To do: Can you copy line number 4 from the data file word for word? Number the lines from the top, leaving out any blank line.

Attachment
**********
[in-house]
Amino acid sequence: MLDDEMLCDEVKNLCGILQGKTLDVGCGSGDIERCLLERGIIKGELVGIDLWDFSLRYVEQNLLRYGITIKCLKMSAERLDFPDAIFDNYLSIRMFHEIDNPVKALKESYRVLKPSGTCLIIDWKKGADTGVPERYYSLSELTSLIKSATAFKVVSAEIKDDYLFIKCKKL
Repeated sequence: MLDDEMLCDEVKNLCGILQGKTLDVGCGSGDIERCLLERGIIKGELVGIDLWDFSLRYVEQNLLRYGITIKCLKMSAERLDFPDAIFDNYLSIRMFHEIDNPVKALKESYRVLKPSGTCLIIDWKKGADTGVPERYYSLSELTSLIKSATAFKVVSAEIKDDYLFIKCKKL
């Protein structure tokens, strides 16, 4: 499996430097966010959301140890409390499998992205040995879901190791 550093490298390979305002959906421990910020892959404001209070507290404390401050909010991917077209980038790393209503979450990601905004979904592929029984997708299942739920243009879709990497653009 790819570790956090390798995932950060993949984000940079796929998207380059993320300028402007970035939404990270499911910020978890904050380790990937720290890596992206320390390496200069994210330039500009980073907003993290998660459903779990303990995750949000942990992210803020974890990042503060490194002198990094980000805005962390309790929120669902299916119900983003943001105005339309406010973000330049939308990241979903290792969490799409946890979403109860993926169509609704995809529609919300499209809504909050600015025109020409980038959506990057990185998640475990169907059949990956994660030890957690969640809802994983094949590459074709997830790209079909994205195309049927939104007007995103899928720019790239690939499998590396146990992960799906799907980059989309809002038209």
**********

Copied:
């Protein structure tokens, strides 16, 4: 499996430097966010959301140890409390499998992205040995879901190791 550093490298390979305002959906421990910020892959404001209070507290404390401050909010991917077209980038790393209503979450990601905004979904592929029984997708299942739920243009879709990497653009 790819570790956090390798995932950060993949984000940079796929998207380059993320300028402007970035939404990270499911910020978890904050380790990937720290890596992206320390390496200069994210330039500009980073907003993290998660459903779990303990995750949000942990992210803020974890990042503060490194002198990094980000805005962390309790929120669902299916119900983003943001105005339309406010973000330049939308990241979903290792969490799409946890979403109860993926169509609704995809529609919300499209809504909050600015025109020409980038959506990057990185998640475990169907059949990956994660030890957690969640809802994983094949590459074709997830790209079909994205195309049927939104007007995103899928720019790239690939499998590396146990992960799906799907980059989309809002038209």